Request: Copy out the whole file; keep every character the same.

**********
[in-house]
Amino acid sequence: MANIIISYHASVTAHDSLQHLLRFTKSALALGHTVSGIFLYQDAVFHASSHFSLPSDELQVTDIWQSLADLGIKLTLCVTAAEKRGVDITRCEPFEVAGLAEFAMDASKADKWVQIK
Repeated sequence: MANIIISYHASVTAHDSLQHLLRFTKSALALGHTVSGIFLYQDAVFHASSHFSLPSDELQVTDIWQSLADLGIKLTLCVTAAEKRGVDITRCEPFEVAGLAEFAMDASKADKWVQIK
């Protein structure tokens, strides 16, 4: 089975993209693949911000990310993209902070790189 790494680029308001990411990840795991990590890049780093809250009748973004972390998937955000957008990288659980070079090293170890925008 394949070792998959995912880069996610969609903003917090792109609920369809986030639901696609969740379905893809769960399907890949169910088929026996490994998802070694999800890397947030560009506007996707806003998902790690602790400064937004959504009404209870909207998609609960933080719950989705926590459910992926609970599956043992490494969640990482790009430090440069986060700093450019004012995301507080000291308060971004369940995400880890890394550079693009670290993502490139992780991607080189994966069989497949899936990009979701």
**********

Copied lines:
[in-house]
Amino acid sequence: MANIIISYHASVTAHDSLQHLLRFTKSALALGHTVSGIFLYQDAVFHASSHFSLPSDELQVTDIWQSLADLGIKLTLCVTAAEKRGVDITRCEPFEVAGLAEFAMDASKADKWVQIK
Repeated sequence: MANIIISYHASVTAHDSLQHLLRFTKSALALGHTVSGIFLYQDAVFHASSHFSLPSDELQVTDIWQSLADLGIKLTLCVTAAEKRGVDITRCEPFEVAGLAEFAMDASKADKWVQIK
């Protein structure tokens, strides 16, 4: 089975993209693949911000990310993209902070790189 790494680029308001990411990840795991990590890049780093809250009748973004972390998937955000957008990288659980070079090293170890925008 394949070792998959995912880069996610969609903003917090792109609920369809986030639901696609969740379905893809769960399907890949169910088929026996490994998802070694999800890397947030560009506007996707806003998902790690602790400064937004959504009404209870909207998609609960933080719950989705926590459910992926609970599956043992490494969640990482790009430090440069986060700093450019004012995301507080000291308060971004369940995400880890890394550079693009670290993502490139992780991607080189994966069989497949899936990009979701």